To be sure, there are hotheads who have had a bad experience in United Methodism and delight to watch the house burn down. That is not me or the folks I have come to know in WCA leadership. If we are guilty of anything, it is making the security and familiarity of the UMC into an idol. We hear voices from the other side of the fence telling us that there is life over there. I have friends whose churches are in revival following their exit. They can breath again. Ministry is life-giving and exciting for them. Although the UM church I serve baptized more people last year than any time in its 170-year history, most of our people have no idea how out of step we are with the declining UMC mainstream. I meet people in our community that I know would love our church, but they will not visit due to our UMC brand. We have folks, otherwise with us, who designate their offerings so that nothing goes to the denomination. At least in the short run, I have little doubt that we could make more disciples of Jesus Christ without the UMC. And isn’t making disciples what Jesus told us to be doing?

Staying in Faith

If marriages ended when they ceased to be fun, there would be no marriage. How much unfaithfulness is grounds for divorce, Hosea? The official teachings of our church are in line with the orthodox understanding taken from the New Testament. Some of us serve under bishops who are upholding the Discipline. Vows were made before God… and vows don’t contain the word, “if.” The global, big-picture future of United Methodism, absent a constitutional reorganization by region, is orthodox. Denominational hoopla of any flavor is mere background noise for the real ministry happening in the local congregation. Many of us traditionalists have had very positive experiences in the UMC, me most of all. I was saved at a UMC camp, educated at UMC seminaries, and given great opportunities to serve. The temptation is to rebrand, hide our denominational affiliation eight clicks in to our church website, and watch how the inevitable post-denominational reorganization of United Methodism unfolds.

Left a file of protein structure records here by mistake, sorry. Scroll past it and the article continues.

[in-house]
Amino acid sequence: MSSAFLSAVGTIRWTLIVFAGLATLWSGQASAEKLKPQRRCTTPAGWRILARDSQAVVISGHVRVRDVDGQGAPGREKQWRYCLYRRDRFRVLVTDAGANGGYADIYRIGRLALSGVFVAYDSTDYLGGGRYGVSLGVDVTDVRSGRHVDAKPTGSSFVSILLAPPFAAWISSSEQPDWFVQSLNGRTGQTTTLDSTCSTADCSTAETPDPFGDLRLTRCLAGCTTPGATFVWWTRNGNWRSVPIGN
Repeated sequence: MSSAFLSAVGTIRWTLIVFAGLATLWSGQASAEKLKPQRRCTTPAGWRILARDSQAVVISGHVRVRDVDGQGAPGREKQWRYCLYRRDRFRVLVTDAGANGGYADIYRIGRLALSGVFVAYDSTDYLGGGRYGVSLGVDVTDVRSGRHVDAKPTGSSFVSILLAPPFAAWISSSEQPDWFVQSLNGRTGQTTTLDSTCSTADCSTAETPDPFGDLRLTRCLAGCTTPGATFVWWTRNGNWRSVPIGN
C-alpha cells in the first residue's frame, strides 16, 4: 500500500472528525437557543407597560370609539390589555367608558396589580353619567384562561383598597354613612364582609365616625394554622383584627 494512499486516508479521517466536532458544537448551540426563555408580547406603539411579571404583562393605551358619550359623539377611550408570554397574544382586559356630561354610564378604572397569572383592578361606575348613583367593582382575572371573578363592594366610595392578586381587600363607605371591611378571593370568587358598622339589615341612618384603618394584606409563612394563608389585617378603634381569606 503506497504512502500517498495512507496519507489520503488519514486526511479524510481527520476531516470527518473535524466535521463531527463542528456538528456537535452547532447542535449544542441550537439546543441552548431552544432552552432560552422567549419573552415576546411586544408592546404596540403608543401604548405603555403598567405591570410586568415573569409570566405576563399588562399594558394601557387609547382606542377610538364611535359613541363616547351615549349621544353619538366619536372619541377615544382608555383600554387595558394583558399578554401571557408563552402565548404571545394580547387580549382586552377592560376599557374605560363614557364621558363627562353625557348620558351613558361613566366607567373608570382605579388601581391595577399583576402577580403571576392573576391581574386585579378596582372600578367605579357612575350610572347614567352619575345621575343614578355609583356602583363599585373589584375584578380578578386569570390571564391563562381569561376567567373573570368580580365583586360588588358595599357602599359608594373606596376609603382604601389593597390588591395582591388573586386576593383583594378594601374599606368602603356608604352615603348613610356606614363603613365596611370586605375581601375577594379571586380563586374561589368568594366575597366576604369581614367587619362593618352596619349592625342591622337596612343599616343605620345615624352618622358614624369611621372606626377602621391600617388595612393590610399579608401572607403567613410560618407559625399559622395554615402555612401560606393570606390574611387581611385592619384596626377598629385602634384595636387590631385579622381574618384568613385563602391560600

There are cynical, self-serving reasons for staying. I am old by most standards (middle aged, if I live to 104) but am still on the young side of the UMC clergy pool. Most of our pastors can see retirement from where they sit. All have invested vast amounts of time and treasure in their UMC ordination. Even though Wespath is the pension provider for the GMC and the new plan (I am told) is very favorable, inertia will keep many people from making big decisions. We have been more or less free to take an a la carte approach to politics, social issues, theology, and (to some extent) even polity. Some frogs worry about being boiled alive and others enjoy the hot tub. Aloof centrism has been cultivated as a virtue in the training of many clergy. Add to this that most pastors are shepherds and not prophets. I dare say a majority have not meaningfully engaged their people with what is happening. Why upset the sheep when it is not clear what to do? Many clergy and congregations will not consider a denominational change until the time of the next pastoral move. The exits we will see in 2022 will be in those places where the pastor and congregation are substantially aligned on the action. Other clergy preferring the GMC will stay in the UMC until they have a job lined up.